Is the Future Here? The First Step in “Connected Cars”
In the past, our Delray Beach personal injury lawyers at the Law Offices of Aronberg, Aronberg & Green have written about the future of auto safety. When “smart cars” will communicate with one another as a way to reduce accidents. Technology can help despite the unfortunate yet increasing inattentiveness of drivers. Will Smart Car technology make roads safer and cause less crashes?
It seems the future may now be arriving. Audi is in the early stages of rolling-out a program which will enable its cars to connect to street lights. This project is occurring in various cities. One being Las Vegas. According to a press release from Audi, they are the first car maker to launch the so-called “V2I” (vehicle-to-infrastructure) tech in the United States.
The central benefit of this revolutionary technology may be to quell the lack of patience experienced by many drivers. Those drivers who wait for what seem like hours for the light to turn green. The “time-to-green” feature of the technology will have a countdown, on your dashboard, telling you exactly how many seconds remain until the red light turns green. But as our Delray Beach personal injury lawyers know, this technology signals the early days of truly connected cars. More immediate developments might include the ability to quickly process traffic information throughout a city. Enabling a car to adjust to a certain speed given the number of upcoming green lights vs. red lights, etc. We hope that this is a beginning to a safer car and to safer roads.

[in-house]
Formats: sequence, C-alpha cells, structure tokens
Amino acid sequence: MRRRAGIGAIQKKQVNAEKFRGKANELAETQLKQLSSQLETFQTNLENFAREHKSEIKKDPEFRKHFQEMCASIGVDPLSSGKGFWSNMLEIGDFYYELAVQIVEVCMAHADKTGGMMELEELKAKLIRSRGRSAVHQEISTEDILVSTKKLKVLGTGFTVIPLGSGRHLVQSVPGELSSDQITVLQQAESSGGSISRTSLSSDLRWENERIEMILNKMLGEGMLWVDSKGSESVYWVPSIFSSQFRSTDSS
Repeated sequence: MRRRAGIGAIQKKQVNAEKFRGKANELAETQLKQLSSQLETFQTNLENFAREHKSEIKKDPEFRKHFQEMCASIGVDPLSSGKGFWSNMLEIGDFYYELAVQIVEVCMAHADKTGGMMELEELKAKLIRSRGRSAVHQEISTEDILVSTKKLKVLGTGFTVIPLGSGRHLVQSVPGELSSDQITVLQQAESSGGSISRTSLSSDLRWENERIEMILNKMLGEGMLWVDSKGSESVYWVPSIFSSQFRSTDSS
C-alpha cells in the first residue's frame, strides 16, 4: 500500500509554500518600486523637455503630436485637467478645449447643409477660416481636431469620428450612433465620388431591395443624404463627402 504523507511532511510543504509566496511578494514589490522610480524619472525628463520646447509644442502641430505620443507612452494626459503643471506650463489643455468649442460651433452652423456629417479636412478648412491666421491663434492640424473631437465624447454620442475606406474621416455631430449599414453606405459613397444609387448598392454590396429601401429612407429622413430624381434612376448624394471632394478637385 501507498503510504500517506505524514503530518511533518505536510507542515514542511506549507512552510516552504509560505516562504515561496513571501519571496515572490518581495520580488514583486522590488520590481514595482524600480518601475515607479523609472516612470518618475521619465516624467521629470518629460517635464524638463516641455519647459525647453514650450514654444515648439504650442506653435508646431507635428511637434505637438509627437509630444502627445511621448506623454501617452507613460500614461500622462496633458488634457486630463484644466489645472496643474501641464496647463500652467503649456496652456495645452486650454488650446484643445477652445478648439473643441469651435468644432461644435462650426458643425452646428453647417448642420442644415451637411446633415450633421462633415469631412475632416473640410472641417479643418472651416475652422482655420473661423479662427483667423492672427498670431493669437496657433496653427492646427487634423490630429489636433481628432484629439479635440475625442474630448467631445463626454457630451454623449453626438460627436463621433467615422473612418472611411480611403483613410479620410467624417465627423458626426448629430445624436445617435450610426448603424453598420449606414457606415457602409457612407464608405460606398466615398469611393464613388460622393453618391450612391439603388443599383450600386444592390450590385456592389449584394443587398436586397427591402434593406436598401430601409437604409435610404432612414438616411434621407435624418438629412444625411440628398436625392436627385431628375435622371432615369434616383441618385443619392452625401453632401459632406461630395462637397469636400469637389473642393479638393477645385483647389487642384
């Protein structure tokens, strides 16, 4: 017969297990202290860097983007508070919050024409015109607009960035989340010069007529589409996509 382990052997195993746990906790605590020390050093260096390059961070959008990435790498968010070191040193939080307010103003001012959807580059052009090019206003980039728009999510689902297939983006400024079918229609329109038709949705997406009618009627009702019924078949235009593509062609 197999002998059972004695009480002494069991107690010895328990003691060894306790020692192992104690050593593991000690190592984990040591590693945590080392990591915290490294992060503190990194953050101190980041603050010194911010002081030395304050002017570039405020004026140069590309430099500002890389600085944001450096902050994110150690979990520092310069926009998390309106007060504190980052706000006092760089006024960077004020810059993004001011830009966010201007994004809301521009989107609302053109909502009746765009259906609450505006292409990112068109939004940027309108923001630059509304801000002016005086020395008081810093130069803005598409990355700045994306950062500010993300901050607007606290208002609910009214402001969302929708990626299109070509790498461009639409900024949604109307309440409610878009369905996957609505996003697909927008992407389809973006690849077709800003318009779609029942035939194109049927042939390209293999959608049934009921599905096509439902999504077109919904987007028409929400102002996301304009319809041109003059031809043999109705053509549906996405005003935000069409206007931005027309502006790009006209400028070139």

Eventually, though, cars won’t just be receiving information from central city info hubs (as the Audi is currently doing with help from Las Vegas). At some point, in the now-not-so-distant-future, cars will talk to each other. They will be able to obtain information, in real time, about what’s going on along the road ahead. This type of technology can be helpful for drivers, but it reflects a necessity for cars which will be self-driving. And given that Google and Tesla, among others, are already working on developing and implementing self-driving car technology, it will be crucial for those cars to be able to discover and process safety information relating to road hazards, swerving drivers ahead, etc.
Of course, with added benefits come added risks. As auto technology develops, we as a society will become more dependent on the computers installed in our cars. Just as litigation routinely ensues after mechanical malfunctions on cars result in injury or death to drivers and passengers, there will certainly be litigation arising from glitches in “smart car” technology. In many ways, smart cars present potentially unlimited opportunities for computer glitches. Another issue to consider with respect to connected cars is the possibility of the car being hacked. Would someone be able to control your vehicle’s computer? What effect these cars will have on the auto insurance market is largely yet to be seen.
There are certainly issues that need to be figured out. Issues that should be figured out before we start putting these cars on our roads. Ultimately, we believe these cars will help reduce accidents and make our roads safer. We should go slow with this technology and make sure our smart cars are truly smart and will not fail us when on our roads.